The program was believed to be the first of its kind in Ohio.
By IAN HILL
VINDICATOR STAFF WRITER
AUSTINTOWN -- A trailblazing township program designed to reduce juvenile crime and help troubled families is out of money and shutting down.
The juvenile diversion program is expected to be shut down Sept. 30 and its lone employee, Director Charlotte Stamp, will be laid off. It's the second time in the past two years that the program has been shut down because of a lack of funds.
The first shutdown occurred in May 2003 as part of township trustees' efforts to cut their budget and avoid a deficit. In August 2003, Mahoning County Juvenile Court gave $67,323 in state funds to the township to reopen the program.
That money, however, has since run out. Trustees said they can't get additional state money because they don't have the cash needed to serve as matching funds under new state requirements.
Last year trustees were allowed to use Stamp's salary and some of the rent from the township's Westchester building, where the juvenile diversion program office is located, as an in-kind match for the grant.
How it works
Young people between the ages of 7 and 17 and their families had been accepted into the program based on referrals from school or judicial officials or the police. Police Det. Sgt. Ray Holmes said officers looked at several factors before deciding if a young criminal offender should be sent into the program instead of juvenile court, including the young person's past criminal record and home life.
"I can't see locking a kid up when he and his family need help," Holmes said. He noted that police stopped sending referrals to the program this month, and that most young people arrested in the future will be sent to juvenile court.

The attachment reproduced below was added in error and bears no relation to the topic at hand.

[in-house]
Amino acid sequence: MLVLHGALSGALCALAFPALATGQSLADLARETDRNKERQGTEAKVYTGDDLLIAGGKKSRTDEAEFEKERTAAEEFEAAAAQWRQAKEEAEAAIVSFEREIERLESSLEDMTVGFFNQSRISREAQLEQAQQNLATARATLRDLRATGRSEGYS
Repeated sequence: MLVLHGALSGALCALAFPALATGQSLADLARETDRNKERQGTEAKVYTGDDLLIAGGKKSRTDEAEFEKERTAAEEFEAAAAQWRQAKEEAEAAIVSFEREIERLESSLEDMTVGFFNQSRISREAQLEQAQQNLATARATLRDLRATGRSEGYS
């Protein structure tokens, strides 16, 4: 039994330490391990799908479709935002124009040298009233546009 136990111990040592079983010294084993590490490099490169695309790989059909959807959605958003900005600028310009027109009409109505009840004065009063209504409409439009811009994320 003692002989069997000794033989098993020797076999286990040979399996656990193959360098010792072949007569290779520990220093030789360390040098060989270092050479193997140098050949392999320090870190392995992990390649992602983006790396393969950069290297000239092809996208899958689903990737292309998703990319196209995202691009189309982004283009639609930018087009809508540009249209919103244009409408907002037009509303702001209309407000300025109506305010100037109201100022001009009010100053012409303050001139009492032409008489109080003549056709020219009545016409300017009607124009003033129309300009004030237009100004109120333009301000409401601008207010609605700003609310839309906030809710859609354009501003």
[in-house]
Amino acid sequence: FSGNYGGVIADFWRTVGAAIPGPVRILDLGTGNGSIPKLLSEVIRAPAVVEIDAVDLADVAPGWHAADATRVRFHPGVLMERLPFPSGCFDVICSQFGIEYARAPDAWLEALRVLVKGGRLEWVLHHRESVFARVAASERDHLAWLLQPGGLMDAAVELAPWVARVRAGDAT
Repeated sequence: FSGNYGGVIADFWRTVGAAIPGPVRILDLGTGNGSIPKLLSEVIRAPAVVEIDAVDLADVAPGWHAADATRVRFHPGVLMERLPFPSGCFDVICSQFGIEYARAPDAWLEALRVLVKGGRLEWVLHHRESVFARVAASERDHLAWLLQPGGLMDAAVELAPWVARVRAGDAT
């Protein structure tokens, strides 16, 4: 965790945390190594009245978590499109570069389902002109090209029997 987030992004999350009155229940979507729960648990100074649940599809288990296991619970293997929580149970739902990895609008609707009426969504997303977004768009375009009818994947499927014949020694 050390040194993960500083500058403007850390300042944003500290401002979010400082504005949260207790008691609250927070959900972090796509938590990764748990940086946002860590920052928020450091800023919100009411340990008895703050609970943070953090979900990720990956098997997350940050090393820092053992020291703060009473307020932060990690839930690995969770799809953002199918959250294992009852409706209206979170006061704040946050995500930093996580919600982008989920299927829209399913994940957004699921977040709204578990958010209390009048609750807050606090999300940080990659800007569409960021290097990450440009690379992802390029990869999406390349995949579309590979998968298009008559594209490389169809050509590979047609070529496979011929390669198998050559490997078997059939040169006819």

Juvenile court Judge Theresa Dellick said like all juvenile cases, cases that would have gone to the township's juvenile diversion program will instead be handled by court intake officers in the future. Judge Dellick said intake officers handled 2,500 to 2,700 cases last year; the diversion program handled about 70 each year.
After receiving the referral to the diversion program, Stamp would meet with the parents of the young person to discuss any family problems and to teach them parenting skills.
"I don't know how many times I've heard, 'I give my kids everything they want. ... and I don't see why they're not listening to me,'" Stamp said.
Stamp then assigned responsibilities to the juveniles, which can include obeying their parents, attending school, and respecting themselves and others. Those who do not fulfill their responsibilities can be sent to juvenile detention.
About 75 percent to 80 percent of the young people who entered the three-month program each year completed it successfully, Stamp said.
The program was believed to be the first of its kind in the state when it was founded in 1988 by now-retired police Lt. Joe Giampietro. Many police departments now have similar programs.
Giampietro received a national award in 2001 for starting the program.
"I think it's an enormous loss" that the program is being shut down, said Trustee David Ditzler.
Township Clerk Michael Kurish has predicted that the township will end this year barely in the black and that it could face a deficit next year.
Earlier this year, trustees rehired two police officers and seven part-time firefighters who had been laid off using a $40,000 grant from the Mahoning County Drug Task Force and the $68,000 salary of Police Chief Gordon Ellis, who has been deployed with the Ohio Army National Guard.
Ditzler said he believed rehiring the police officers would fill more of an immediate need in the township than using the money to fund the diversion program. Trustee Lisa Oles added that she felt rehiring police officers provided a greater benefit to the community.